WASHINGTON – House tax writers will consider more than $1.5 billion in small business tax cuts next week in hopes of freeing minimum wage legislation currently stuck in an impasses between the House and Senate.
The tax package is less than one-fourth the size of what the Senate passed last week, but it sets the stage for negotiations that could result in the first increase in the minimum wage in a decade. The legislation would raise the wage floor by $2.10 over two years to $7.25 an hour.
The House proposal has the bipartisan backing of Ways and Means Committee Chairman Charles Rangel, D-N.Y., and the panel's ranking Republican, Rep. Jim McCrery of Louisiana. The committee is expected to consider the proposal Monday. The legislation would then go to the House floor later in the week.
The tax breaks would be paid for by eliminating a tax loophole that permits wealthy taxpayers to shift income to their children in order to avoid high capital gains and dividend tax rates.
In drafting the latest language in the legislation, House Democrats made an abrupt shift from their public insistence just days ago that they wanted Congress to pass minimum wage legislation without any tax relief in it.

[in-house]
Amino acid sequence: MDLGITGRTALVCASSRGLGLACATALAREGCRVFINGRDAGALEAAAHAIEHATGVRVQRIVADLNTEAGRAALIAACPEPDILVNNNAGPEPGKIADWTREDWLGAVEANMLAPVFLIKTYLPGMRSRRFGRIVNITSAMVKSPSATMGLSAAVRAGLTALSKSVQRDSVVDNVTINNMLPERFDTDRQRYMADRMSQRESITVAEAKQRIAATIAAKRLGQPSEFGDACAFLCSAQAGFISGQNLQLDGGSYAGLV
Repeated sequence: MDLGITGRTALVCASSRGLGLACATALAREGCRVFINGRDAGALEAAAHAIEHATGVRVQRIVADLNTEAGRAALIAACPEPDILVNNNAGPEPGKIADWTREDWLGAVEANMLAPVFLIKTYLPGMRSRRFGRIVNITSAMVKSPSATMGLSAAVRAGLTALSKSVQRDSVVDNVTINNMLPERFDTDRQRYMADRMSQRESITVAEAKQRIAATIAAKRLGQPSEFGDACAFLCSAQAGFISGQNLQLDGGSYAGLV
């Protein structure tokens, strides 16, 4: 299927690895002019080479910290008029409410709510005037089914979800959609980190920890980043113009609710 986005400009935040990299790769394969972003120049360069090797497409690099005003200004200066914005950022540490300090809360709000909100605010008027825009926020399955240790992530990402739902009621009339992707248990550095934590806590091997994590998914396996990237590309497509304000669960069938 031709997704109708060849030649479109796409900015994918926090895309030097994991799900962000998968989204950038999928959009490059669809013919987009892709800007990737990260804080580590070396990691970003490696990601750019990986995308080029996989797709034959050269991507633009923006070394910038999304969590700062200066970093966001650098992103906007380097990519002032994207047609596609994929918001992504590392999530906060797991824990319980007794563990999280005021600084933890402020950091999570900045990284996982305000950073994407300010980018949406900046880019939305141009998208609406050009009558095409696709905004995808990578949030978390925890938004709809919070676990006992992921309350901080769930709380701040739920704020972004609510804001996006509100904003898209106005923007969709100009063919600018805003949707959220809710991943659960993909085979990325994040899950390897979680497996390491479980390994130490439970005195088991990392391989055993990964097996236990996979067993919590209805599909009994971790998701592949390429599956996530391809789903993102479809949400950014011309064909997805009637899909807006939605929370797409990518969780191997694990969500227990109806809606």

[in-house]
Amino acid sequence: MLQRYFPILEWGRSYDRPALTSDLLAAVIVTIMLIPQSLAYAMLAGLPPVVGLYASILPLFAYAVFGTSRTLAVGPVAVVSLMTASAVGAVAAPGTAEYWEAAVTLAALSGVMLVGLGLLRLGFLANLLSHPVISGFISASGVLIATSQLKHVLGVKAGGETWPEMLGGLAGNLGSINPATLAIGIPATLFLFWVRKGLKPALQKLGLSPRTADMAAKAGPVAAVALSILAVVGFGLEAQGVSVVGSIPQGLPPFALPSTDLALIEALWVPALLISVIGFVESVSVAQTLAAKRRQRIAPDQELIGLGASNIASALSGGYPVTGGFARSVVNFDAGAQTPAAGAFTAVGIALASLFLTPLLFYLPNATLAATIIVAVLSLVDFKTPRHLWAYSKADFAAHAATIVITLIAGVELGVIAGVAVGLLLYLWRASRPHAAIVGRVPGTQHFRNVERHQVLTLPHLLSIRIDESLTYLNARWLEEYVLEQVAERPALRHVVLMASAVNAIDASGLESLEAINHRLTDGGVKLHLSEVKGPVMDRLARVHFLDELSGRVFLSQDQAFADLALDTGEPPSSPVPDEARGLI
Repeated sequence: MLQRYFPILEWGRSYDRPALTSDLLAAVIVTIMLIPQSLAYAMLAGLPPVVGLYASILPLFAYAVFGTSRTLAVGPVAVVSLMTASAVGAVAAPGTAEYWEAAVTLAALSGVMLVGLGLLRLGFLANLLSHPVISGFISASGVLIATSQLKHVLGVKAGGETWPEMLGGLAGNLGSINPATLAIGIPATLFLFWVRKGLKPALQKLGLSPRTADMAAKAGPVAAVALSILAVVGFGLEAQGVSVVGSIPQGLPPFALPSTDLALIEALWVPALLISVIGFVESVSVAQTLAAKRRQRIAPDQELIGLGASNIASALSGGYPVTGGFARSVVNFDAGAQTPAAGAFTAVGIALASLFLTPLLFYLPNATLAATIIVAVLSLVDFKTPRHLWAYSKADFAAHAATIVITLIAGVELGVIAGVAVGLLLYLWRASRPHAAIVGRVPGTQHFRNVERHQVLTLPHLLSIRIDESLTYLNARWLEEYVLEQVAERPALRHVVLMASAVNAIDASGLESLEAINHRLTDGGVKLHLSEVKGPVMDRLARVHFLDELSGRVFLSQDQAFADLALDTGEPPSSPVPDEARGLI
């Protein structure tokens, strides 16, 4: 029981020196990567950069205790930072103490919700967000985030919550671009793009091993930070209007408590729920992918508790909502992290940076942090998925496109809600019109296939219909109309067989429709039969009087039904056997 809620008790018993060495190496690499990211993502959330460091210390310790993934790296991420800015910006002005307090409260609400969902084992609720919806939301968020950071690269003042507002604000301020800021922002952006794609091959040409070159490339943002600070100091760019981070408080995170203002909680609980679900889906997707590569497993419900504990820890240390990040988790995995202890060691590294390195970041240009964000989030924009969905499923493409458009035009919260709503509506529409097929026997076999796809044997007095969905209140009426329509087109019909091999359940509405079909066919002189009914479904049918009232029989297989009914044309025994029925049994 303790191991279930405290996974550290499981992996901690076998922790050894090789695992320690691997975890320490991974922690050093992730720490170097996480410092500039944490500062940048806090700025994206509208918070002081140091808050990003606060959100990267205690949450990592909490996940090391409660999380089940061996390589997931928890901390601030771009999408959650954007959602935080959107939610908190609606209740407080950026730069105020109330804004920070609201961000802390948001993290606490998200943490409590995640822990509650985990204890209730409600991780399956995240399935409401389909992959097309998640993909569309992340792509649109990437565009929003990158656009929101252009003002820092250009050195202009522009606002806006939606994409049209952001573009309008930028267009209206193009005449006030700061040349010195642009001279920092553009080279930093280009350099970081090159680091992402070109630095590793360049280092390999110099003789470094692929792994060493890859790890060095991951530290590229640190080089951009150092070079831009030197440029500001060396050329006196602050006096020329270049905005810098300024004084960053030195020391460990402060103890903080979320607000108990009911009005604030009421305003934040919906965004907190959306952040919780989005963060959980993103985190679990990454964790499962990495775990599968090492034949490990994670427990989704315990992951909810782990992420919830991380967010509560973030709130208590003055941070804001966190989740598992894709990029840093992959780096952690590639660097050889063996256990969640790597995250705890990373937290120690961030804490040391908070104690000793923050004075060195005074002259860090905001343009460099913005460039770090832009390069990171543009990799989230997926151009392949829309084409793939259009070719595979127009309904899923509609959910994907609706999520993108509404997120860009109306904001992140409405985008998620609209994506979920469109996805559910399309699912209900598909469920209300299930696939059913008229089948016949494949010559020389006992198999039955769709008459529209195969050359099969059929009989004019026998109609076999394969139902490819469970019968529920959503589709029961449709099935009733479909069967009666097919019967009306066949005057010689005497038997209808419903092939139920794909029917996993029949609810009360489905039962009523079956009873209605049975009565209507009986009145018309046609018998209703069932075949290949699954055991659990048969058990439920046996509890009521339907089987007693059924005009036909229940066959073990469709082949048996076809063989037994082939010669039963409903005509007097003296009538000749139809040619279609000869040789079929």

Senate Democrats had been signaling to the House that a tax cut package was the only way to guarantee needed Republican support for the bill in the Senate. With 49 members in the 100-member Senate, Republicans can easily use procedural tactics to delay or kill legislation unless Democrats can line up 60 votes to hold a vote on a bill.
"This bill strengthens opportunities for small businesses and serves as a symbol of what can happen when Democrats and Republicans work together," Rangel said. "This tax relief will help small businesses continue to grow and hire new workers to keep our economy strong. This is a bipartisan bill providing critical momentum for the bipartisan effort to raise the minimum wage."
McCrery said: "This bill will provide nearly $2 billion in tax relief, and unlike in the Senate bill, much of that relief will be immediate - helping business when costs are rising, not just down the line."
Senate Majority Leader Harry Reid, D-Nev., expressed optimism about the prospects for the legislation.
Asked whether the Senate could accept a scaled back tax package, he said: "It's a billion-and-a-half more than we were originally thinking we'd get, so we'll have a look at it."
The House proposal would extend for one year a tax credit for businesses that hire disadvantaged workers, included the poor and wounded veterans. It also extends and increases certain small business expensing provisions and would allow restaurants to continue to receive a credit for Social Security taxes paid for tips to employees above the current minimum wage of $5.15 an hour.
Sen. Charles Grassley, R-Iowa, the ranking Republican on the Senate Finance Committee, said the House bill falls short by not including Senate-passed measures that close corporate tax loopholes and tax shelters.
"The Senate-passed tax relief bill for the minimum wage increase was already peanuts," he said, when compared to the 1997 minimum wage bill that contained more tax breaks.